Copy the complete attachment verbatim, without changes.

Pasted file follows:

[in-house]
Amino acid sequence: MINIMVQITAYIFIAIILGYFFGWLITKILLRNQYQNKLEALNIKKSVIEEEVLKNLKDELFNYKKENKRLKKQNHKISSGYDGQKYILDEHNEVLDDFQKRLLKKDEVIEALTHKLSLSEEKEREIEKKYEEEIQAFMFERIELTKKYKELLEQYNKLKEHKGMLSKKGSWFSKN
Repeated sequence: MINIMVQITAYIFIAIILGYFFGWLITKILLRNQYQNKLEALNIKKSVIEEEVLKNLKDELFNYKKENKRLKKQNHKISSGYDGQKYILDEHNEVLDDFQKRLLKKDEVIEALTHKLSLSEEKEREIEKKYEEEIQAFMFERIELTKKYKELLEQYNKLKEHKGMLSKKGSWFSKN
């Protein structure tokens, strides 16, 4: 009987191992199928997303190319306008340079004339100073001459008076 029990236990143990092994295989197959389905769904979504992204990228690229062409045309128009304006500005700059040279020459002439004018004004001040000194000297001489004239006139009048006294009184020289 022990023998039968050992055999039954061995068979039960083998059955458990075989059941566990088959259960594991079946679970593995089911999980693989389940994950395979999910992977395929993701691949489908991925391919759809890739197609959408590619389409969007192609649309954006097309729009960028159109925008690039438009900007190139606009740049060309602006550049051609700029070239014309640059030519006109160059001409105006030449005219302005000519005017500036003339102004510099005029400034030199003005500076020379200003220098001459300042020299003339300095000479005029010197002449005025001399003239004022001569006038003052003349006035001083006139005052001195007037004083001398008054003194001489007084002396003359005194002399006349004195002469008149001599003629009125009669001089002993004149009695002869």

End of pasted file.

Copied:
[in-house]
Amino acid sequence: MINIMVQITAYIFIAIILGYFFGWLITKILLRNQYQNKLEALNIKKSVIEEEVLKNLKDELFNYKKENKRLKKQNHKISSGYDGQKYILDEHNEVLDDFQKRLLKKDEVIEALTHKLSLSEEKEREIEKKYEEEIQAFMFERIELTKKYKELLEQYNKLKEHKGMLSKKGSWFSKN
Repeated sequence: MINIMVQITAYIFIAIILGYFFGWLITKILLRNQYQNKLEALNIKKSVIEEEVLKNLKDELFNYKKENKRLKKQNHKISSGYDGQKYILDEHNEVLDDFQKRLLKKDEVIEALTHKLSLSEEKEREIEKKYEEEIQAFMFERIELTKKYKELLEQYNKLKEHKGMLSKKGSWFSKN
């Protein structure tokens, strides 16, 4: 009987191992199928997303190319306008340079004339100073001459008076 029990236990143990092994295989197959389905769904979504992204990228690229062409045309128009304006500005700059040279020459002439004018004004001040000194000297001489004239006139009048006294009184020289 022990023998039968050992055999039954061995068979039960083998059955458990075989059941566990088959259960594991079946679970593995089911999980693989389940994950395979999910992977395929993701691949489908991925391919759809890739197609959408590619389409969007192609649309954006097309729009960028159109925008690039438009900007190139606009740049060309602006550049051609700029070239014309640059030519006109160059001409105006030449005219302005000519005017500036003339102004510099005029400034030199003005500076020379200003220098001459300042020299003339300095000479005029010197002449005025001399003239004022001569006038003052003349006035001083006139005052001195007037004083001398008054003194001489007084002396003359005194002399006349004195002469008149001599003629009125009669001089002993004149009695002869």